‘The good shepherd lays down his life for the sheep.’ John 10:11 NIV
Sometimes pastors hide behind their busy schedules to avoid having to say ‘no’ to people. Jesus knew when to get involved, and when not to. Learn from Him. You’ll never be able to respond effectively if you feel obligated to meet every need all the time. And God’s not asking you to. He only expects you to respond to what He sends your way. James MacDonald says: ‘I’ll never forget my guidance counsellor’s face when she heard I was going into the ministry. “But you don’t even like people!” she exclaimed. I remember thinking, “So what? Ministry’s about preaching and leading a congregation to greater heights. I don’t have to worry about individuals.” But that’s a myth. We dare not become so programme-focused that we flee from the next person God sends our way. I’m amazed how far bureaucracies will go to make systemic change, rather than making an exception that would easily fix the problem. Personal needs are too significant to commit to the rigidity of any programme. Some of us think the problem with handling needs personally is that they can multiply like rabbits. Plus, programmes exist to prevent you from becoming overwhelmed, right? Wrong! The “ministry myth” that says, “What you do for one you must do for all,” is a recipe for burnout.’ Jesus spent much of His time ministering to individual needs. And He said, ‘The good shepherd lays down his life for the sheep.’ But in order to do that you must make room in your life for the unexpected.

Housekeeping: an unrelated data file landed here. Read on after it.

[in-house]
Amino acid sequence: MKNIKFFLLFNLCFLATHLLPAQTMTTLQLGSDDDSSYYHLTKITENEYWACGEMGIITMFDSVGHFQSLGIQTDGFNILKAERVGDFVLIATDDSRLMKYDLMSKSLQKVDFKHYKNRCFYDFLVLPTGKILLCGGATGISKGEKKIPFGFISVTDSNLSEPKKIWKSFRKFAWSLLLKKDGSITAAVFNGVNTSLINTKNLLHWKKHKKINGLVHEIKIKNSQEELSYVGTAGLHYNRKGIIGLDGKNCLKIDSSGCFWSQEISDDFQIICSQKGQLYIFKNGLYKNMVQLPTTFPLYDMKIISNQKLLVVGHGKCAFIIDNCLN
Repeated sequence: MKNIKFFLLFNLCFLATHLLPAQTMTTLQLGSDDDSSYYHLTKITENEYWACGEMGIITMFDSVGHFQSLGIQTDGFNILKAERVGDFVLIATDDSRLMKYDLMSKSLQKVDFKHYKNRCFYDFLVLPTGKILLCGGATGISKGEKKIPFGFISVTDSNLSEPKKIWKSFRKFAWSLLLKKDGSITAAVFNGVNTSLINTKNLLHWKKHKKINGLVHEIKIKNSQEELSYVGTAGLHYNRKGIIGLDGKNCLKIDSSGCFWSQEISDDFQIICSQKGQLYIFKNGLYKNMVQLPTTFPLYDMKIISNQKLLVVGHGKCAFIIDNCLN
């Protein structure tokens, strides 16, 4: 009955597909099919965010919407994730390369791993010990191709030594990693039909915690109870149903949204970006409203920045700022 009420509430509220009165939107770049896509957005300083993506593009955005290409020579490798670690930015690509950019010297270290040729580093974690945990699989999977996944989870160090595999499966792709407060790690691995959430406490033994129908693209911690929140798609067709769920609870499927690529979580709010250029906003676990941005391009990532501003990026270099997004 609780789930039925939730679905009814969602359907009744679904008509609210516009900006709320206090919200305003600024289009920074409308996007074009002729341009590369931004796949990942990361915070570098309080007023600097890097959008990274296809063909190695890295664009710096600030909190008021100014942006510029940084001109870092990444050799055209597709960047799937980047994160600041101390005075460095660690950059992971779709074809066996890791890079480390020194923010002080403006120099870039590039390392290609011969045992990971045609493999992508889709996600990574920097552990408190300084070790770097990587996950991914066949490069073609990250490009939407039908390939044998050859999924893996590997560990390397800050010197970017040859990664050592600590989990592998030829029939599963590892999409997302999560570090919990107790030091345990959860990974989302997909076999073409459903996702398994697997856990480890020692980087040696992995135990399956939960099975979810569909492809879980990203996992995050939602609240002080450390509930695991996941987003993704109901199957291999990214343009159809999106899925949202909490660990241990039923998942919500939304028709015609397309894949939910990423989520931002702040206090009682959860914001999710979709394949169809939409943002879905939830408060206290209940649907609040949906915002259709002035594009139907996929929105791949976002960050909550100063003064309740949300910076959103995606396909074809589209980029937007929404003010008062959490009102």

SoulFood: Job 11–14, John 19:1–7, Ps 47, Ecc 10:1–4
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